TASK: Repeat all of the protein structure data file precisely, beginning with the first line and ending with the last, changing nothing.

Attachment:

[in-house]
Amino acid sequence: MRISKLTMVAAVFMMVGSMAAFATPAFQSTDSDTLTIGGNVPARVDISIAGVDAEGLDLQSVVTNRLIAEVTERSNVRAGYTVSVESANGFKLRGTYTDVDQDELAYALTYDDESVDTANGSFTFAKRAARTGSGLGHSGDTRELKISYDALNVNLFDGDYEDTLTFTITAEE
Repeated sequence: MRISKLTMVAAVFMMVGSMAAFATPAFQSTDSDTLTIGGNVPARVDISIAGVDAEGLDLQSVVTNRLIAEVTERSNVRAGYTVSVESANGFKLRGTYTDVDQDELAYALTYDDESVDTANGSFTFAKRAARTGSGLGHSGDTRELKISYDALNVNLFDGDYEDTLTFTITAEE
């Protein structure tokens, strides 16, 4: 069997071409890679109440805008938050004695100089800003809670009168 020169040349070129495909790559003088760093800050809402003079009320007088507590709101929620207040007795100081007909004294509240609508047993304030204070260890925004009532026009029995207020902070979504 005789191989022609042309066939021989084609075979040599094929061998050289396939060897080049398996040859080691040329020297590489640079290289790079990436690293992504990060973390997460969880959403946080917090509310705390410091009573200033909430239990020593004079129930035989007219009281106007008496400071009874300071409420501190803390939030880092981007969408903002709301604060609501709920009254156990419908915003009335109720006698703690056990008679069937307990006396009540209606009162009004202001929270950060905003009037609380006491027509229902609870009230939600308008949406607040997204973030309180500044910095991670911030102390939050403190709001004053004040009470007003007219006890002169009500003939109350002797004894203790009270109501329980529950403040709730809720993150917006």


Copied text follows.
[in-house]
Amino acid sequence: MRISKLTMVAAVFMMVGSMAAFATPAFQSTDSDTLTIGGNVPARVDISIAGVDAEGLDLQSVVTNRLIAEVTERSNVRAGYTVSVESANGFKLRGTYTDVDQDELAYALTYDDESVDTANGSFTFAKRAARTGSGLGHSGDTRELKISYDALNVNLFDGDYEDTLTFTITAEE
Repeated sequence: MRISKLTMVAAVFMMVGSMAAFATPAFQSTDSDTLTIGGNVPARVDISIAGVDAEGLDLQSVVTNRLIAEVTERSNVRAGYTVSVESANGFKLRGTYTDVDQDELAYALTYDDESVDTANGSFTFAKRAARTGSGLGHSGDTRELKISYDALNVNLFDGDYEDTLTFTITAEE
């Protein structure tokens, strides 16, 4: 069997071409890679109440805008938050004695100089800003809670009168 020169040349070129495909790559003088760093800050809402003079009320007088507590709101929620207040007795100081007909004294509240609508047993304030204070260890925004009532026009029995207020902070979504 005789191989022609042309066939021989084609075979040599094929061998050289396939060897080049398996040859080691040329020297590489640079290289790079990436690293992504990060973390997460969880959403946080917090509310705390410091009573200033909430239990020593004079129930035989007219009281106007008496400071009874300071409420501190803390939030880092981007969408903002709301604060609501709920009254156990419908915003009335109720006698703690056990008679069937307990006396009540209606009162009004202001929270950060905003009037609380006491027509229902609870009230939600308008949406607040997204973030309180500044910095991670911030102390939050403190709001004053004040009470007003007219006890002169009500003939109350002797004894203790009270109501329980529950403040709730809720993150917006």